In the past decade, the volunteering patterns changed for different generations of volunteers. The percentage of residents who volunteered belonging to the Greatest and Silent Generations (those born before 1946) and to the Baby Boomers (born between 1946 and 1964) decreased from 2005 to 2015. In contrast, the percentage of volunteers belonging to the Generation X (born between 1965 and 1981) increased from 31 percent in 2005 to 39 percent in 2015, taking the lead of all generations in 2015. Millennials (born 1982 or after) also saw an increase in volunteering between 2010 and 2015.
North Dakota reached an all-time high of 757,952 residents in 2016, but after years of unprecedented growth in response to an expanding economy, North Dakota’s population remained relatively unchanged from 2015 to 2016. Similar to the state overall, counties have seen a slowing or more of a decline in population. Formerly booming with growth, the majority of core oil producing counties have reversed their population change and the rate declined when comparing 2015 and 2016. The number of counties that had a decline in population from 2015 to 2016 doubled from the previous year (27 counties compared to 13 counties, respectively). Eight counties grew from 2015 to 2016; five of these counties were metropolitan counties.
Early learning experiences are essential for a child's healthy intellectual, social, and emotional development. These experiences help create a foundation for children to be successful students and eventually productive adults. In 2015, nationally, 47.6 percent of children ages 3 and 4 were enrolled in preschool (i.e., organized child care programs offering educational experiences for children during the years preceding kindergarten – including Head Start). In North Dakota, 36 percent of children ages 3 and 4 were enrolled in preschool programs in 2015, placing North Dakota seventh lowest among the 50 states. However, the percent of North Dakota children enrolled in preschool slightly increased from the previous year when it was 32.5 percent, which gave the state the second lowest national place ranking.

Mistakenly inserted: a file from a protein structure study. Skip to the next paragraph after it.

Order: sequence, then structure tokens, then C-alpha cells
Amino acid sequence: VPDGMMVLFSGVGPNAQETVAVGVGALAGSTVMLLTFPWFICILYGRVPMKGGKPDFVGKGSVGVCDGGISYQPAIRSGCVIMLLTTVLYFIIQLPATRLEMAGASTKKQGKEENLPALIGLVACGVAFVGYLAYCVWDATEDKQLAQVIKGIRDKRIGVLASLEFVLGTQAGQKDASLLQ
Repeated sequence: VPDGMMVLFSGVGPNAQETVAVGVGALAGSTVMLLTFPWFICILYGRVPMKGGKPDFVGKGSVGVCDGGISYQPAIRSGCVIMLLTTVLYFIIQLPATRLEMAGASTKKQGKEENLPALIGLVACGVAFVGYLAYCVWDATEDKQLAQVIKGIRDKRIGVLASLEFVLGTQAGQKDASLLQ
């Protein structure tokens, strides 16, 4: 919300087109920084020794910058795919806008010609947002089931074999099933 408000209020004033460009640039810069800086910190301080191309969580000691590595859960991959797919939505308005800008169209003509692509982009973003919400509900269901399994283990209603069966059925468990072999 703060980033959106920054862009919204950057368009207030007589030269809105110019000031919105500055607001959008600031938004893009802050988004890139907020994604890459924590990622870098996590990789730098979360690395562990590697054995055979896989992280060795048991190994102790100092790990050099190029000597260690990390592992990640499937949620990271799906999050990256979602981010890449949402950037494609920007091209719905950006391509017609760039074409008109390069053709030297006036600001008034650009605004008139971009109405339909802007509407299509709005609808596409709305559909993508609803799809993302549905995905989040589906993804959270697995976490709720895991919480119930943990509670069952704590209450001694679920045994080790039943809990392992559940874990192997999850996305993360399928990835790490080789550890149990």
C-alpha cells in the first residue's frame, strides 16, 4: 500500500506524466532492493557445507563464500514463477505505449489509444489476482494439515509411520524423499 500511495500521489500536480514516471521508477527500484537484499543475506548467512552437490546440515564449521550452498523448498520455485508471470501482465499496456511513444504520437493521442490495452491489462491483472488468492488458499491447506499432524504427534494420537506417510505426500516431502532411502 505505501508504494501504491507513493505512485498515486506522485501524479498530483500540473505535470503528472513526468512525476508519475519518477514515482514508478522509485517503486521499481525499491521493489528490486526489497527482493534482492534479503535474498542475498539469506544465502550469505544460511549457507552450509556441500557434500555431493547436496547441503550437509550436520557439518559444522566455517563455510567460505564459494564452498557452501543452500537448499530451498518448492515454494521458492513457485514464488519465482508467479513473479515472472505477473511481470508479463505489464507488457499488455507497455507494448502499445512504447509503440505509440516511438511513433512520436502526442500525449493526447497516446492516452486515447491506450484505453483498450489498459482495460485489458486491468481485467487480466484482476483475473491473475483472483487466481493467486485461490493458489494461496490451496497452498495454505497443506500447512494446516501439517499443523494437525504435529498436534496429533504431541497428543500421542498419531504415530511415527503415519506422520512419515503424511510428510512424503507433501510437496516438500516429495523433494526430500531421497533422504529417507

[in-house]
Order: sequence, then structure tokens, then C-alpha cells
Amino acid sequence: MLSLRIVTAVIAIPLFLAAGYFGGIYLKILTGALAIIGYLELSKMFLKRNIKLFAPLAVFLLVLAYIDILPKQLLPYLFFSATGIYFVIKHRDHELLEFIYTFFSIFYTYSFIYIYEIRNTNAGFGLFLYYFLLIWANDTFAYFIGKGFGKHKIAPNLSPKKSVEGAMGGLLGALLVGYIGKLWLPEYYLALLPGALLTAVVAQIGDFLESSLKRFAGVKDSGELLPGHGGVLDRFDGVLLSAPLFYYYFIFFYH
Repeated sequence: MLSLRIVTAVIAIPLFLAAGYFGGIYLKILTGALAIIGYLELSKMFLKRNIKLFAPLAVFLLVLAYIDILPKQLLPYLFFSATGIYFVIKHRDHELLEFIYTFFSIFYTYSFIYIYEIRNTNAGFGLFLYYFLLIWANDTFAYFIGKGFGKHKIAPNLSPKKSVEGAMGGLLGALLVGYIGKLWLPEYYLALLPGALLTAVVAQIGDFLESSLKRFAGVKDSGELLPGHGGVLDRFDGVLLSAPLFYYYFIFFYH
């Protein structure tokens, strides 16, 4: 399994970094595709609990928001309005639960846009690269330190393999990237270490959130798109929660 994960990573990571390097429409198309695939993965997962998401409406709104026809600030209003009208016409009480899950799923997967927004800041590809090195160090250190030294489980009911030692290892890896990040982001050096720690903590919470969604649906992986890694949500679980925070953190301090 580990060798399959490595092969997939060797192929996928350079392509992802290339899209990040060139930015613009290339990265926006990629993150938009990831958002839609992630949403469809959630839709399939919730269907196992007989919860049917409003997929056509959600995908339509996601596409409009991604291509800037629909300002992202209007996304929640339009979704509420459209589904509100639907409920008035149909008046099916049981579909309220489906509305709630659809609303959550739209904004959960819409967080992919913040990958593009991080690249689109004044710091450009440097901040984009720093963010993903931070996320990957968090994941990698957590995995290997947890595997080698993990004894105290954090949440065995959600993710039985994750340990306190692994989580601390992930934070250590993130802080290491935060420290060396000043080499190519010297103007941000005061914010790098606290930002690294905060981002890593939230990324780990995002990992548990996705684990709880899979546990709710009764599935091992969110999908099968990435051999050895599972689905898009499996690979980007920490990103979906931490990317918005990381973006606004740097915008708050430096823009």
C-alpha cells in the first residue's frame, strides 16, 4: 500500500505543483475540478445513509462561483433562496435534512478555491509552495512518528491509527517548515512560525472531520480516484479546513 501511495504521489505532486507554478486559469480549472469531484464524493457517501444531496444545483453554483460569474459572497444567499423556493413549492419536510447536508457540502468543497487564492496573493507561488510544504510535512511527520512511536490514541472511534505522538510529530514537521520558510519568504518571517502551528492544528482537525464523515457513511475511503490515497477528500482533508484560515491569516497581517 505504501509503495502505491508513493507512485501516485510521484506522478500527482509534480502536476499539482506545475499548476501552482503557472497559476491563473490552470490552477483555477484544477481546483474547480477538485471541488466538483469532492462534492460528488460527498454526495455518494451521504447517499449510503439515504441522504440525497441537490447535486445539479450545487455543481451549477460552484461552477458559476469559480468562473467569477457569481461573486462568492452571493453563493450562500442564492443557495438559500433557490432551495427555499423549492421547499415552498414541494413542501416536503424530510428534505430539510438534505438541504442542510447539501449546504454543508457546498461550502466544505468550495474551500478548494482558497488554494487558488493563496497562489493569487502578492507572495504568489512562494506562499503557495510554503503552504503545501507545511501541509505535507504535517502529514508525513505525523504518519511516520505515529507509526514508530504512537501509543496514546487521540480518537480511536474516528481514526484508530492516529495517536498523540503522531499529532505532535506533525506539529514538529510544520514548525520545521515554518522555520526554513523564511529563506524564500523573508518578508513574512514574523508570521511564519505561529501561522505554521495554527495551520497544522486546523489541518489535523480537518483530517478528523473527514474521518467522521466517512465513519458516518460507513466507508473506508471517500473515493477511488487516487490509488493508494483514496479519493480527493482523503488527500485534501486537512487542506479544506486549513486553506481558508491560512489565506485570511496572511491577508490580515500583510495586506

While North Dakota is getting younger, some counties continue to age.
In 2015, North Dakota continued to get younger as the median age decreased from 34.9 years in 2014 to 34.6 in 2015. In 2015, North Dakota was the fourth youngest state in the nation and the only state with a decrease in median age when compared to the previous year.
Despite this state-wide trend, the median age in 38 counties was at least 40 years and in 9 counties the median age was at least 50 years. Increased opportunities for employment in the oil producing counties and metro areas attracted younger workers to the state and contributed to the decrease in the median age in those areas. In contrast, mostly rural counties continued the historic aging trend.
However, all counties are going to be influenced by the increase in the older adult population (age 65 and older) as the baby boomers (those born from 1946 through 1964) continue to age. As a result of this, the older adult population is projected to increase by 49.1 percent over the next 14 years, from 107,281 in 2015 to 159,969 in 2029 – a projected growth two to five times greater than that of the other age groups.
The higher the income, the lower the percentage of adults diagnosed with diabetes.
The diabetes rate for adults in North Dakota remained fairly constant since 2014 and increased slightly from 8.2 percent in 2011 to 8.7 percent in 2015. Nationally, North Dakota ranked 13th lowest among states for adults diagnosed with diabetes. Diabetes rates increased slightly from 2014 to 2015 in North Dakota for women, low income adults, and adults with less than a high school diploma.
The higher the income, the lower the percentage of adults diagnosed with diabetes. The percentage of adults with incomes of $50,000 or more who have diabetes decreased slightly from 6.6 percent in 2014 to 5.6 percent in 2015, while the percentage of adults with incomes below $15,000 who have diabetes increased from 12.2 percent in 2014 to 18.3 percent in 2015.
Older adults in North Dakota have modest income levels as compared to the other age groups.
In the last five years, the median household income in North Dakota has been increasing and has been trending above the national median income. However, some population groups are more vulnerable than others. The median income of older households (householders age 65 and older), at $36,971 in North Dakota in 2015, was well below the overall median household income ($60,557) and less than half of the households headed by a person age 45 to 64 ($75,780). Attention should be given to this age group as the older adult population (65 years and older) is increasing and will continue to increase, according to the latest population projections. With 97,477 older adults in 2010 and 107,281 in 2015, the older adult population is projected to increase to 159,969 by 2029. This growth would represent a 64 percent increase from 2010 and will constitute an important shift in the age distribution of North Dakota’s population.